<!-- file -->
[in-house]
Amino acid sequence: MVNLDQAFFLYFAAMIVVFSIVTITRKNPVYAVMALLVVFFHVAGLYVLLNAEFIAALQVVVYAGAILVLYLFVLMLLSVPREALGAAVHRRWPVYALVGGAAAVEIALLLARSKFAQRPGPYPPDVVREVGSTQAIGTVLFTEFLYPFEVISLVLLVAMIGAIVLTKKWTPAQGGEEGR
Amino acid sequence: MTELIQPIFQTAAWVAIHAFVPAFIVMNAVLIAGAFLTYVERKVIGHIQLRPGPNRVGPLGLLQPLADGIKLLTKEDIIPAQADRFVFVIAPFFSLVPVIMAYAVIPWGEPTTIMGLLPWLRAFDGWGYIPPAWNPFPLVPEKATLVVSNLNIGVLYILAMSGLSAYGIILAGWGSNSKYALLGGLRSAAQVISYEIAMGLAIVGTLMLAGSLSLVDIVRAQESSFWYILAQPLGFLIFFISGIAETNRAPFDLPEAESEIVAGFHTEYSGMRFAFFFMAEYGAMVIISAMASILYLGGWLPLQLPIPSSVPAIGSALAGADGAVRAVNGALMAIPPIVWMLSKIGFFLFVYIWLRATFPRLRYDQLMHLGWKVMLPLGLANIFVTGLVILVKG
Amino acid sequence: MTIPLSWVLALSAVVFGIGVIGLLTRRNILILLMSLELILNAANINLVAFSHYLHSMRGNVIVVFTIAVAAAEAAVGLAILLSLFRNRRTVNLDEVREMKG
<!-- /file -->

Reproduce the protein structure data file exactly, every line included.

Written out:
[in-house]
Amino acid sequence: MVNLDQAFFLYFAAMIVVFSIVTITRKNPVYAVMALLVVFFHVAGLYVLLNAEFIAALQVVVYAGAILVLYLFVLMLLSVPREALGAAVHRRWPVYALVGGAAAVEIALLLARSKFAQRPGPYPPDVVREVGSTQAIGTVLFTEFLYPFEVISLVLLVAMIGAIVLTKKWTPAQGGEEGR
Amino acid sequence: MTELIQPIFQTAAWVAIHAFVPAFIVMNAVLIAGAFLTYVERKVIGHIQLRPGPNRVGPLGLLQPLADGIKLLTKEDIIPAQADRFVFVIAPFFSLVPVIMAYAVIPWGEPTTIMGLLPWLRAFDGWGYIPPAWNPFPLVPEKATLVVSNLNIGVLYILAMSGLSAYGIILAGWGSNSKYALLGGLRSAAQVISYEIAMGLAIVGTLMLAGSLSLVDIVRAQESSFWYILAQPLGFLIFFISGIAETNRAPFDLPEAESEIVAGFHTEYSGMRFAFFFMAEYGAMVIISAMASILYLGGWLPLQLPIPSSVPAIGSALAGADGAVRAVNGALMAIPPIVWMLSKIGFFLFVYIWLRATFPRLRYDQLMHLGWKVMLPLGLANIFVTGLVILVKG
Amino acid sequence: MTIPLSWVLALSAVVFGIGVIGLLTRRNILILLMSLELILNAANINLVAFSHYLHSMRGNVIVVFTIAVAAAEAAVGLAILLSLFRNRRTVNLDEVREMKG